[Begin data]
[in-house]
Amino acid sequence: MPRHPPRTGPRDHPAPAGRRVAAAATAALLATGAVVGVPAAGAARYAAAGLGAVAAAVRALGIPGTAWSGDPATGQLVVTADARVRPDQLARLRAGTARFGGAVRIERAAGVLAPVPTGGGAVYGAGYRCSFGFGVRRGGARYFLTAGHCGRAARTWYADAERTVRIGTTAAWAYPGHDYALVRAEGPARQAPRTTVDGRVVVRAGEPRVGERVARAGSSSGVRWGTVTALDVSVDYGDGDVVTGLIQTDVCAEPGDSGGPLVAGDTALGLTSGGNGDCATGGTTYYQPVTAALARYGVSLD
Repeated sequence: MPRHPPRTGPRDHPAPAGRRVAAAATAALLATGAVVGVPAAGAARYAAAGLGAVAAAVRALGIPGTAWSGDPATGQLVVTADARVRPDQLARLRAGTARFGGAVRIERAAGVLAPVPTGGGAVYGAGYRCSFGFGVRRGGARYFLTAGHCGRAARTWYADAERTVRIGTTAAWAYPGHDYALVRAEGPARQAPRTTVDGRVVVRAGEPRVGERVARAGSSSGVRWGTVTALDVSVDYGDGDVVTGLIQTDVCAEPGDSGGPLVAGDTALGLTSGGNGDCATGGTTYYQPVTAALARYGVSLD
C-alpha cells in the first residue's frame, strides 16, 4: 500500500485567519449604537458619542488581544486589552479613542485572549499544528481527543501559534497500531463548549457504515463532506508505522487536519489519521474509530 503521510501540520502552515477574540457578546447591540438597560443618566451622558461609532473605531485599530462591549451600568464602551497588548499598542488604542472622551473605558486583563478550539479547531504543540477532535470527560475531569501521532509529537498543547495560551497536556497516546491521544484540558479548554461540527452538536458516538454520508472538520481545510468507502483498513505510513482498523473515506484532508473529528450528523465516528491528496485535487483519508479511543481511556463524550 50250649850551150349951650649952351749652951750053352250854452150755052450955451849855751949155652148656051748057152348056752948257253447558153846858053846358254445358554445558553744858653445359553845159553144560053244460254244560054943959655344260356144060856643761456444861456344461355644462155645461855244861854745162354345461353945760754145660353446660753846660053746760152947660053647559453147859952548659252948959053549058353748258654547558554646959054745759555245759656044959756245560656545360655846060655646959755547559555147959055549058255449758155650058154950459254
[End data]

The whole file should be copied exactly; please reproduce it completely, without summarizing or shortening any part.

[in-house]
Amino acid sequence: MPRHPPRTGPRDHPAPAGRRVAAAATAALLATGAVVGVPAAGAARYAAAGLGAVAAAVRALGIPGTAWSGDPATGQLVVTADARVRPDQLARLRAGTARFGGAVRIERAAGVLAPVPTGGGAVYGAGYRCSFGFGVRRGGARYFLTAGHCGRAARTWYADAERTVRIGTTAAWAYPGHDYALVRAEGPARQAPRTTVDGRVVVRAGEPRVGERVARAGSSSGVRWGTVTALDVSVDYGDGDVVTGLIQTDVCAEPGDSGGPLVAGDTALGLTSGGNGDCATGGTTYYQPVTAALARYGVSLD
Repeated sequence: MPRHPPRTGPRDHPAPAGRRVAAAATAALLATGAVVGVPAAGAARYAAAGLGAVAAAVRALGIPGTAWSGDPATGQLVVTADARVRPDQLARLRAGTARFGGAVRIERAAGVLAPVPTGGGAVYGAGYRCSFGFGVRRGGARYFLTAGHCGRAARTWYADAERTVRIGTTAAWAYPGHDYALVRAEGPARQAPRTTVDGRVVVRAGEPRVGERVARAGSSSGVRWGTVTALDVSVDYGDGDVVTGLIQTDVCAEPGDSGGPLVAGDTALGLTSGGNGDCATGGTTYYQPVTAALARYGVSLD
C-alpha cells in the first residue's frame, strides 16, 4: 500500500485567519449604537458619542488581544486589552479613542485572549499544528481527543501559534497500531463548549457504515463532506508505522487536519489519521474509530 503521510501540520502552515477574540457578546447591540438597560443618566451622558461609532473605531485599530462591549451600568464602551497588548499598542488604542472622551473605558486583563478550539479547531504543540477532535470527560475531569501521532509529537498543547495560551497536556497516546491521544484540558479548554461540527452538536458516538454520508472538520481545510468507502483498513505510513482498523473515506484532508473529528450528523465516528491528496485535487483519508479511543481511556463524550 50250649850551150349951650649952351749652951750053352250854452150755052450955451849855751949155652148656051748057152348056752948257253447558153846858053846358254445358554445558553744858653445359553845159553144560053244460254244560054943959655344260356144060856643761456444861456344461355644462155645461855244861854745162354345461353945760754145660353446660753846660053746760152947660053647559453147859952548659252948959053549058353748258654547558554646959054745759555245759656044959756245560656545360655846060655646959755547559555147959055549058255449758155650058154950459254